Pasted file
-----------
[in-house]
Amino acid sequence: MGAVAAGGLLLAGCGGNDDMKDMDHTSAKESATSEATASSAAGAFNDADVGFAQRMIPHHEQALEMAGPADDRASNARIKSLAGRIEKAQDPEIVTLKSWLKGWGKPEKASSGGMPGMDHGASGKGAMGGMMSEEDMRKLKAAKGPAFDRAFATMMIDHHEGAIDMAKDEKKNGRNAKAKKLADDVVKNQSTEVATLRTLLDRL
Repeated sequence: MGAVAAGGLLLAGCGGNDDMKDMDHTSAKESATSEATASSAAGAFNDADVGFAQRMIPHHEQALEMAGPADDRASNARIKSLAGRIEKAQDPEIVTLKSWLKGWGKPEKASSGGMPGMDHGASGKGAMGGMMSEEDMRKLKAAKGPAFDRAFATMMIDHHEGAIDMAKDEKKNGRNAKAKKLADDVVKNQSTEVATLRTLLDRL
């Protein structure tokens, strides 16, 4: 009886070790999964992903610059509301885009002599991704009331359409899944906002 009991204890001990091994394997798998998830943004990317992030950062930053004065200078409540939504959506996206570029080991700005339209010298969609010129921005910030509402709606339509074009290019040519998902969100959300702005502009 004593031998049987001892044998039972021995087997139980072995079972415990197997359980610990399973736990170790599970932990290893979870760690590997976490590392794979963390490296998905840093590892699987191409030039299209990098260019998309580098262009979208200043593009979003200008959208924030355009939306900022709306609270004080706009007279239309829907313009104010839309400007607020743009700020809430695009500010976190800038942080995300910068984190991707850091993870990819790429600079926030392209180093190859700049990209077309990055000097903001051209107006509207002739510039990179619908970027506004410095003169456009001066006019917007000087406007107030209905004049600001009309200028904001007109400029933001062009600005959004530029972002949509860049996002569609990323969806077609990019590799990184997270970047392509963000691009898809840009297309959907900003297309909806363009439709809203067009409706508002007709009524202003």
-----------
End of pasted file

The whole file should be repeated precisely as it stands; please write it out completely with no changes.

[in-house]
Amino acid sequence: MGAVAAGGLLLAGCGGNDDMKDMDHTSAKESATSEATASSAAGAFNDADVGFAQRMIPHHEQALEMAGPADDRASNARIKSLAGRIEKAQDPEIVTLKSWLKGWGKPEKASSGGMPGMDHGASGKGAMGGMMSEEDMRKLKAAKGPAFDRAFATMMIDHHEGAIDMAKDEKKNGRNAKAKKLADDVVKNQSTEVATLRTLLDRL
Repeated sequence: MGAVAAGGLLLAGCGGNDDMKDMDHTSAKESATSEATASSAAGAFNDADVGFAQRMIPHHEQALEMAGPADDRASNARIKSLAGRIEKAQDPEIVTLKSWLKGWGKPEKASSGGMPGMDHGASGKGAMGGMMSEEDMRKLKAAKGPAFDRAFATMMIDHHEGAIDMAKDEKKNGRNAKAKKLADDVVKNQSTEVATLRTLLDRL
């Protein structure tokens, strides 16, 4: 009886070790999964992903610059509301885009002599991704009331359409899944906002 009991204890001990091994394997798998998830943004990317992030950062930053004065200078409540939504959506996206570029080991700005339209010298969609010129921005910030509402709606339509074009290019040519998902969100959300702005502009 004593031998049987001892044998039972021995087997139980072995079972415990197997359980610990399973736990170790599970932990290893979870760690590997976490590392794979963390490296998905840093590892699987191409030039299209990098260019998309580098262009979208200043593009979003200008959208924030355009939306900022709306609270004080706009007279239309829907313009104010839309400007607020743009700020809430695009500010976190800038942080995300910068984190991707850091993870990819790429600079926030392209180093190859700049990209077309990055000097903001051209107006509207002739510039990179619908970027506004410095003169456009001066006019917007000087406007107030209905004049600001009309200028904001007109400029933001062009600005959004530029972002949509860049996002569609990323969806077609990019590799990184997270970047392509963000691009898809840009297309959907900003297309909806363009439709809203067009409706508002007709009524202003």